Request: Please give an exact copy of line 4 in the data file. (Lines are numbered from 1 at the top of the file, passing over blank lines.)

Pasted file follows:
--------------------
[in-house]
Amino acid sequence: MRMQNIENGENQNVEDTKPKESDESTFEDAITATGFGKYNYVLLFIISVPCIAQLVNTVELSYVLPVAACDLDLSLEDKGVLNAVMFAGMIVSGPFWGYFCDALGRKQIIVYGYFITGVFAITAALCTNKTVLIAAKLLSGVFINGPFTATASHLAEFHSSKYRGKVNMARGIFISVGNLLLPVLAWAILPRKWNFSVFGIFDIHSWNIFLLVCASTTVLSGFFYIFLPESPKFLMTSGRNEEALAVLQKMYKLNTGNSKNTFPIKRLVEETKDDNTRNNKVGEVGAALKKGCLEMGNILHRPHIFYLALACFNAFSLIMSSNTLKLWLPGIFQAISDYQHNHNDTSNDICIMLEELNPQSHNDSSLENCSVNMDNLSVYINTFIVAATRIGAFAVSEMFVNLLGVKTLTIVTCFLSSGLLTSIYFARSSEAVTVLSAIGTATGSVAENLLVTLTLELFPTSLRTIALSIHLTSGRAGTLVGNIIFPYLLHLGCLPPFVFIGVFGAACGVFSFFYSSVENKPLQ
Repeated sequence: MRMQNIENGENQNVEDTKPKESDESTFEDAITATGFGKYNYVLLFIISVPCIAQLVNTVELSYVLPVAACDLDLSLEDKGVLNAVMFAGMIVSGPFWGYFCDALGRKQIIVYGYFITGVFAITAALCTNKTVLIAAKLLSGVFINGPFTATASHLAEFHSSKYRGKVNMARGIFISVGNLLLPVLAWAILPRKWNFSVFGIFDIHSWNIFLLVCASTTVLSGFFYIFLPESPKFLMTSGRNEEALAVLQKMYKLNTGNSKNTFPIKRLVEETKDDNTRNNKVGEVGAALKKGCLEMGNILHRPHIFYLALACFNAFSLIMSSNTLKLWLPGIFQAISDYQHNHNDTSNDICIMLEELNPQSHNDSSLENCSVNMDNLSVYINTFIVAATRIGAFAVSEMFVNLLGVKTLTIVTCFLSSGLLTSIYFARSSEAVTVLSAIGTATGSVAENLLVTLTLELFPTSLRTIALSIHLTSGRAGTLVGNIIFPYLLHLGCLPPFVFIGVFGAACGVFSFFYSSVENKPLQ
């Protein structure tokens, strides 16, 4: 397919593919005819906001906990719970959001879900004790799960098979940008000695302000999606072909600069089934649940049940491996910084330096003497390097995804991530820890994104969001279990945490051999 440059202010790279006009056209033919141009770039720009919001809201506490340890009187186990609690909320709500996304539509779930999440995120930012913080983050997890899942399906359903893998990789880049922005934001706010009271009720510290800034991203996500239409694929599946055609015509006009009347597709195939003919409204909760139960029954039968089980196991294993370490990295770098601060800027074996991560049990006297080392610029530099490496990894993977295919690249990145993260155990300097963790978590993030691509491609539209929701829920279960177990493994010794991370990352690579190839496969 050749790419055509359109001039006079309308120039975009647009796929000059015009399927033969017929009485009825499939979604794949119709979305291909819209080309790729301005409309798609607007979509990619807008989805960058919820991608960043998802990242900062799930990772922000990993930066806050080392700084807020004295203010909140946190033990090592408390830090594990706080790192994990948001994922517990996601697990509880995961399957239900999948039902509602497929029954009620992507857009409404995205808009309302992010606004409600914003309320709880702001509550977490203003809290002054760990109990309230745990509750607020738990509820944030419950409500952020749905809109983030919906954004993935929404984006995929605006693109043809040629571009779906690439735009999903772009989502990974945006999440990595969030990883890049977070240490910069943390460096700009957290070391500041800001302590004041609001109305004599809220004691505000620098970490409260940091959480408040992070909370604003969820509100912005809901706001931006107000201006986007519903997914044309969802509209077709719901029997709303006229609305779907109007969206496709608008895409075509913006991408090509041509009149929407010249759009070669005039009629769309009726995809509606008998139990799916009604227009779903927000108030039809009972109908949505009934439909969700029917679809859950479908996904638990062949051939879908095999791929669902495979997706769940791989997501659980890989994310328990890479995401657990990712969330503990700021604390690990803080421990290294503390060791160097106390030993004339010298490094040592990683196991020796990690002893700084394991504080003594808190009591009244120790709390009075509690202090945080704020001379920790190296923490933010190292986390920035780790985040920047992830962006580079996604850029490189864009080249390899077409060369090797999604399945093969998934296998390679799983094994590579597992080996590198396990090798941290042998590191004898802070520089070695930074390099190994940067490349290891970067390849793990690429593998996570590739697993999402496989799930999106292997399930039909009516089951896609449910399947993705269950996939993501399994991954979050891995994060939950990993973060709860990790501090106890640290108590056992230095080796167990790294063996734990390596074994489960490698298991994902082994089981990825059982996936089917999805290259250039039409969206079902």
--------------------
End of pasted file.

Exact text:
């Protein structure tokens, strides 16, 4: 397919593919005819906001906990719970959001879900004790799960098979940008000695302000999606072909600069089934649940049940491996910084330096003497390097995804991530820890994104969001279990945490051999 440059202010790279006009056209033919141009770039720009919001809201506490340890009187186990609690909320709500996304539509779930999440995120930012913080983050997890899942399906359903893998990789880049922005934001706010009271009720510290800034991203996500239409694929599946055609015509006009009347597709195939003919409204909760139960029954039968089980196991294993370490990295770098601060800027074996991560049990006297080392610029530099490496990894993977295919690249990145993260155990300097963790978590993030691509491609539209929701829920279960177990493994010794991370990352690579190839496969 050749790419055509359109001039006079309308120039975009647009796929000059015009399927033969017929009485009825499939979604794949119709979305291909819209080309790729301005409309798609607007979509990619807008989805960058919820991608960043998802990242900062799930990772922000990993930066806050080392700084807020004295203010909140946190033990090592408390830090594990706080790192994990948001994922517990996601697990509880995961399957239900999948039902509602497929029954009620992507857009409404995205808009309302992010606004409600914003309320709880702001509550977490203003809290002054760990109990309230745990509750607020738990509820944030419950409500952020749905809109983030919906954004993935929404984006995929605006693109043809040629571009779906690439735009999903772009989502990974945006999440990595969030990883890049977070240490910069943390460096700009957290070391500041800001302590004041609001109305004599809220004691505000620098970490409260940091959480408040992070909370604003969820509100912005809901706001931006107000201006986007519903997914044309969802509209077709719901029997709303006229609305779907109007969206496709608008895409075509913006991408090509041509009149929407010249759009070669005039009629769309009726995809509606008998139990799916009604227009779903927000108030039809009972109908949505009934439909969700029917679809859950479908996904638990062949051939879908095999791929669902495979997706769940791989997501659980890989994310328990890479995401657990990712969330503990700021604390690990803080421990290294503390060791160097106390030993004339010298490094040592990683196991020796990690002893700084394991504080003594808190009591009244120790709390009075509690202090945080704020001379920790190296923490933010190292986390920035780790985040920047992830962006580079996604850029490189864009080249390899077409060369090797999604399945093969998934296998390679799983094994590579597992080996590198396990090798941290042998590191004898802070520089070695930074390099190994940067490349290891970067390849793990690429593998996570590739697993999402496989799930999106292997399930039909009516089951896609449910399947993705269950996939993501399994991954979050891995994060939950990993973060709860990790501090106890640290108590056992230095080796167990790294063996734990390596074994489960490698298991994902082994089981990825059982996936089917999805290259250039039409969206079902």